Militarization and Mistaken Identity: Police Crack Down on DAPL Protectors

Mary Annette Pember An increasingly militarized police presence is cracking down via video and other technology to identify and arrest water protectors at Dakota Access pipeline construction sites—even when they’re not present.

 

Water protectors opposing the Dakota Access Pipeline (DAPL) construction near the Standing Rock Sioux reservation in North Dakota may be covering their faces with good reason—to keep from being identified by the increasingly militarized police, who are using facial-recognition technology to spot people so they can press charges.

But the technology isn’t foolproof, as Greg Grey Cloud of the Crow Creek Tribe in South Dakota can attest. He was arrested on September 28 after voluntarily surrendering himself to North Dakota State investigators at the Morton County jail. He traveled to North Dakota from the Rosebud Reservation in South Dakota after learning that there was a warrant for his arrest alleging that he had committed criminal trespass during the now famous September 3 confrontation between DAPL security guards and their dogs, and the water protectors opposing the pipeline.

Although Grey Cloud, a well-known activist and co-founder of Wica Agli, a traditional Lakota men’s society created to protect and support women, has traveled to Cannon Ball and visited the water protector camps, he was in Rosebud at a family barbecue when the September 3 action took place.

Lindsay Wold, special agent with the North Dakota bureau of criminal investigation, issued the warrant based on surveillance video footage. Grey Cloud and his attorney, however, were surprised to learn that the warrant contained a “no bond” stipulation requiring Grey Cloud to remain in jail overnight until his case could go before the judge later the next day.

“I think they are targeting Indians unfairly,” he said.

It wasn’t Grey Cloud’s first time behind bars for asserting Native rights. In 2014 he was arrested and charged with disrupting Congress and disorderly conduct after he broke out into a traditional Lakota honor song when the Senate voted down legislation attempting to push through the Keystone XL pipeline without federal review. His case was later dismissed.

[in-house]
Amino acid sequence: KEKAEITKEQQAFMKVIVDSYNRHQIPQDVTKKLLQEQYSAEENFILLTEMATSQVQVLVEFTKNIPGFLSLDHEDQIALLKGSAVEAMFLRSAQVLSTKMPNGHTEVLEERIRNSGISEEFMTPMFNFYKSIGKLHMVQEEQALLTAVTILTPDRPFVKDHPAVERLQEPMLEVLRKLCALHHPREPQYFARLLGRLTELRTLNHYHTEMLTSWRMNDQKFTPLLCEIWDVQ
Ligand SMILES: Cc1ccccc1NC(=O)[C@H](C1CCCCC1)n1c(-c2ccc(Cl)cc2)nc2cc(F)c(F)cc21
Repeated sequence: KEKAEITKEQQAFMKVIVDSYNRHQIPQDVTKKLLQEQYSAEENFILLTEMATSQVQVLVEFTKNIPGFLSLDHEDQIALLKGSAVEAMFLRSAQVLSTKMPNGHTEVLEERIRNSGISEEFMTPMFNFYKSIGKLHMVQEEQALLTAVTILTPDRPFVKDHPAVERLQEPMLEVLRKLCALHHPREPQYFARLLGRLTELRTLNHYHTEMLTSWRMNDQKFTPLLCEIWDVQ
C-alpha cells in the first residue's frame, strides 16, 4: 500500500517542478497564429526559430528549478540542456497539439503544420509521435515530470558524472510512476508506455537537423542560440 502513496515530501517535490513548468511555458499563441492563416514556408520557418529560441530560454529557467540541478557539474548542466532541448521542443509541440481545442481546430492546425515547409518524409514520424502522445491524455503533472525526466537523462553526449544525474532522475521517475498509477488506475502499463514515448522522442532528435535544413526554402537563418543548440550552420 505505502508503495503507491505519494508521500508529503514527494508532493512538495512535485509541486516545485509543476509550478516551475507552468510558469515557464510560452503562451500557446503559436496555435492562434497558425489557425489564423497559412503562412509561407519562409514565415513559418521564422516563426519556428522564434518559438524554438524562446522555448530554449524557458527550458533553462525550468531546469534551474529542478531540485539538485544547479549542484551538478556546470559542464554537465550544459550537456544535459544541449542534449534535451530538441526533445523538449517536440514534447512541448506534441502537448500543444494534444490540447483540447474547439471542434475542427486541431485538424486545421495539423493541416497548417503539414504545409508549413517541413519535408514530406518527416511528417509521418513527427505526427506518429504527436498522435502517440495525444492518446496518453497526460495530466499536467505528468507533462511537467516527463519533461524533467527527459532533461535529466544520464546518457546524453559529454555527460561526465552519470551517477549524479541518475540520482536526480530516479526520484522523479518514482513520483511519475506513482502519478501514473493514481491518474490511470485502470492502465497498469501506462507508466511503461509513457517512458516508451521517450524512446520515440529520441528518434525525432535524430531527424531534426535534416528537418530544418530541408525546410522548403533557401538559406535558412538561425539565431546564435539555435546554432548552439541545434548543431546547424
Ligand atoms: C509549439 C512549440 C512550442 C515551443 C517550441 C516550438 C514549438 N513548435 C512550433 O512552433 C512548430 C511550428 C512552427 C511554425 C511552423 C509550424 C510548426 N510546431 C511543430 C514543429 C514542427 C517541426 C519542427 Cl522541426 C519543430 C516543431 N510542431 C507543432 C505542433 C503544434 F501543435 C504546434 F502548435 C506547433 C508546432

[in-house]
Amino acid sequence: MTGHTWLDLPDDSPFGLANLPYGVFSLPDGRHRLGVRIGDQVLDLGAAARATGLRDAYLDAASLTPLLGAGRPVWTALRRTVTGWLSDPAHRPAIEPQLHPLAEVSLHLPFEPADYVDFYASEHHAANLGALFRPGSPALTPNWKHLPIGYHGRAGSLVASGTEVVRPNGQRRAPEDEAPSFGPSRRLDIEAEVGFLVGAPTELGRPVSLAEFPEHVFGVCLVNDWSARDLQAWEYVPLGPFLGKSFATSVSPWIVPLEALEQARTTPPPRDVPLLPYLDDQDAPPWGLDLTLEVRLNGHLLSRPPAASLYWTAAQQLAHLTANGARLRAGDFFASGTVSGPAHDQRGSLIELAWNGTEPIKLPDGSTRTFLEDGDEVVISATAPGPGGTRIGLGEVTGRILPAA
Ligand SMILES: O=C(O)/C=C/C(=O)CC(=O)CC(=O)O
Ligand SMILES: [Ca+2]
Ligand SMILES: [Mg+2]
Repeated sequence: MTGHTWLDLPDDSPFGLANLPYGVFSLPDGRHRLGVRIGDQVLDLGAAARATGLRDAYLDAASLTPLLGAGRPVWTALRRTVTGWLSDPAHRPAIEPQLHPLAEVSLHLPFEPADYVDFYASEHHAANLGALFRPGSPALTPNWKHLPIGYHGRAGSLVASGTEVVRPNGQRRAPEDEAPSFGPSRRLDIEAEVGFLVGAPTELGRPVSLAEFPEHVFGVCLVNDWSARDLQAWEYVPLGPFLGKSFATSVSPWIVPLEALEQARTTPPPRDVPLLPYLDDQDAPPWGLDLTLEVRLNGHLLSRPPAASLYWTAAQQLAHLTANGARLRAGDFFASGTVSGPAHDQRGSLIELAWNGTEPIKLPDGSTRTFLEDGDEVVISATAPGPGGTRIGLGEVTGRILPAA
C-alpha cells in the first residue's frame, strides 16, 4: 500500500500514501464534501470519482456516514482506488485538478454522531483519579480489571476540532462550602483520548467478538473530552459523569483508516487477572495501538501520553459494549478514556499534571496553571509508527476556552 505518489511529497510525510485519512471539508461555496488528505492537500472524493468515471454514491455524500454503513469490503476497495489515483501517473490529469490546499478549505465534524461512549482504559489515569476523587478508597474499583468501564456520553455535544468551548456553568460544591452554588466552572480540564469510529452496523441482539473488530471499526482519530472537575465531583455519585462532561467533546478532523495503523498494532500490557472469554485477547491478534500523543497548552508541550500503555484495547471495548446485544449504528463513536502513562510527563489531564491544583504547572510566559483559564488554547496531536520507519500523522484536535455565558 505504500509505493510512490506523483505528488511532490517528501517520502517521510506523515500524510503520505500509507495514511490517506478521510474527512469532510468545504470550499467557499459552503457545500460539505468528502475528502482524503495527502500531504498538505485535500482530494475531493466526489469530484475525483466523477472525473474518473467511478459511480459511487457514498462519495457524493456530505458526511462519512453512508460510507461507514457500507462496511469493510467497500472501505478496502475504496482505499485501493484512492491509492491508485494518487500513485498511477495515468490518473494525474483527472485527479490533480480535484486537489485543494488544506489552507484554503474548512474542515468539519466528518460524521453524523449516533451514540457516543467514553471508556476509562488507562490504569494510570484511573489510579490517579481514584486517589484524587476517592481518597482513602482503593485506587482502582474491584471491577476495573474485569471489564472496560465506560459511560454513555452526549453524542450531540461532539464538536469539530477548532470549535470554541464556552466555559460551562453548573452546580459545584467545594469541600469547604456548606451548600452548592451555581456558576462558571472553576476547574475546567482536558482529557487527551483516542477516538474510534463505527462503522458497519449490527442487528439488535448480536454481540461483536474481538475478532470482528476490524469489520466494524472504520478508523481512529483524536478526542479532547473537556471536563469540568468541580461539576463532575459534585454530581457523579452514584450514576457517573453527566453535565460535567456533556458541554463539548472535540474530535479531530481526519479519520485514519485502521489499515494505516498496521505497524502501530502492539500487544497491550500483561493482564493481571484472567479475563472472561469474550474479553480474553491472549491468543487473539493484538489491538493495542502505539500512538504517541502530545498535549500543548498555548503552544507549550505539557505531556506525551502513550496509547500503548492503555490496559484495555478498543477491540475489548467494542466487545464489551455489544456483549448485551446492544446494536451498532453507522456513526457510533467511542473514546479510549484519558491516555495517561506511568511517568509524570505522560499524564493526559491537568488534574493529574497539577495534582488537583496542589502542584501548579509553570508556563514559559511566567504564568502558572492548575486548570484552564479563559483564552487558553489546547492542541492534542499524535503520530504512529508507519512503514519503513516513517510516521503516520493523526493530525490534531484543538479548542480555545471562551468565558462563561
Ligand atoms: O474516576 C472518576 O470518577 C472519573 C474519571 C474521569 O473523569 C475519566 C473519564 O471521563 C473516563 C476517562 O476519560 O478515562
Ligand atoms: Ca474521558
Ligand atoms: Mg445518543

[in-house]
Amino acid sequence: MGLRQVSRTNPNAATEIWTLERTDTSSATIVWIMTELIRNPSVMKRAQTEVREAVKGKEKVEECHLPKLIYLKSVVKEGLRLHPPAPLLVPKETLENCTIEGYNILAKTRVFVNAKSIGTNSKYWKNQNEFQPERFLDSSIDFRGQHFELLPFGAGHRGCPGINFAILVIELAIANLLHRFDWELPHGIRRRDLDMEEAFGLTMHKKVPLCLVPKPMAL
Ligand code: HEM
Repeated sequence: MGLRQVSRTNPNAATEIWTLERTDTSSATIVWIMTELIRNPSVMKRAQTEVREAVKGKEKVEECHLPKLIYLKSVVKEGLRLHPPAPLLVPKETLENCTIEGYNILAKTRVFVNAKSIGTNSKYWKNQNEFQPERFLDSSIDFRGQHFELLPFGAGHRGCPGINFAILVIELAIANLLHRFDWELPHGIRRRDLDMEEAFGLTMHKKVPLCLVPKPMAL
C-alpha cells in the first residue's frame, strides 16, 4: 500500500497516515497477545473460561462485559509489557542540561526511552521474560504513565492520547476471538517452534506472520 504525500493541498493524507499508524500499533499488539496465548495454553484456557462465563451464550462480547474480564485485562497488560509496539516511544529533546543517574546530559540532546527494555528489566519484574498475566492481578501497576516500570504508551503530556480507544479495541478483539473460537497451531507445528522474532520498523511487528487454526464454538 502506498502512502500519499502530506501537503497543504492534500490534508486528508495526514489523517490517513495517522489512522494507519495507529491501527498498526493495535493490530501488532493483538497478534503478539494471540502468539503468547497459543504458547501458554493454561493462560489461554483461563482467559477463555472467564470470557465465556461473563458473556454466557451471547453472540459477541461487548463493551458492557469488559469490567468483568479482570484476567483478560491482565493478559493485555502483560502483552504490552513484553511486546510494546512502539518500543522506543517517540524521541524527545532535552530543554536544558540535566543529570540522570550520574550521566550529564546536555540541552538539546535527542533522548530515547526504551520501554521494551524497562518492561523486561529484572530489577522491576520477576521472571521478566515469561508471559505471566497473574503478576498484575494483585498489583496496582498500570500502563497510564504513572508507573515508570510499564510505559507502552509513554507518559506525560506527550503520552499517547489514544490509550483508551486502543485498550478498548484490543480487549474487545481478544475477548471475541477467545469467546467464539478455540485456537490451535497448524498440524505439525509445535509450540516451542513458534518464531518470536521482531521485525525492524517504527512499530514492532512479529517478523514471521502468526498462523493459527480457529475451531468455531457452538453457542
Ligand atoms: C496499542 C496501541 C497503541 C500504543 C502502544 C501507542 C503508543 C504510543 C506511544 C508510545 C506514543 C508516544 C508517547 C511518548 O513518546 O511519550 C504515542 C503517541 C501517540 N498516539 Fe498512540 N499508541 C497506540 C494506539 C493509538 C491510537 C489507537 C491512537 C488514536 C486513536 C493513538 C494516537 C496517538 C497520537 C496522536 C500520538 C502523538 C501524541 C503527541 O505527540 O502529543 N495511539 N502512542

The North Dakota criminal trespassing warrant was also dismissed in Morton County Court on September 29, though “without prejudice”—meaning that authorities can revisit the warrant at a later date if they choose, according to Grey Cloud.

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The Wica Agli office issued a statement saying they were “appalled” at the actions of North Dakota’s bureau of criminal investigation and that such false accusations can negatively affect the organization’s ability to receive funding used to serve clients. The group further noted that Wica Agli works closely with the U.S. Department of Justice and the Office of Violence Against Women.

“It is this type of institutional racism and racial profiling that is at the core of the struggles currently happening in North Dakota,” Wica Agli said.

Indeed, the American Civil Liberties Union (ACLU) of North Dakota has issued astatement of solidaritywith the Standing Rock Sioux tribe, calling upon North Dakota Governor Jack Dalrymple to demilitarize the state’s response to peaceful protesters and actions against the Dakota Access pipeline, and decrying the governor’s decision to declare a state of emergency in response to the protests.

On September 28 Amnesty International USA sent a letter to Morton County Sheriff Kyle Kirchmeier asking him to investigate the use of force by private contractors, remove blockades and discontinue use of riot gear when policing protests and protesters.

 

The various camps near Cannon Ball appear to be under almost constant surveillance from helicopters and planes. The aircraft also follow protectors during actions carried out against the pipeline.

Law enforcement in North Dakota professed no knowledge of who might be paying for the cost of the two helicopters that are an almost constant presence, although North Dakota Highway Patrol (NDHP) spokesperson Sgt. Tom Iverson said the plane is a part of the NDHP and has air-to-air communications with the choppers. Both Morton County spokesman Rob Keller and Iverson said the aircraft are not directed by law enforcement.

Georgianne Nienabor claimed otherwise in an October 3 article forHuffington Post. After filing a Freedom of Information Act request she learned that helicopter owner Arnold Johnson Jr. had admitted to investigators that the registration number on one of his aircraft had been altered “due to threats made against registered owners of aircraft being flown supporting law enforcement during the pipeline protests near Bismarck,” according to Nienabor’s story.

“Flying with false registration is a serious violation of FAA regulations,” Nienabor noted.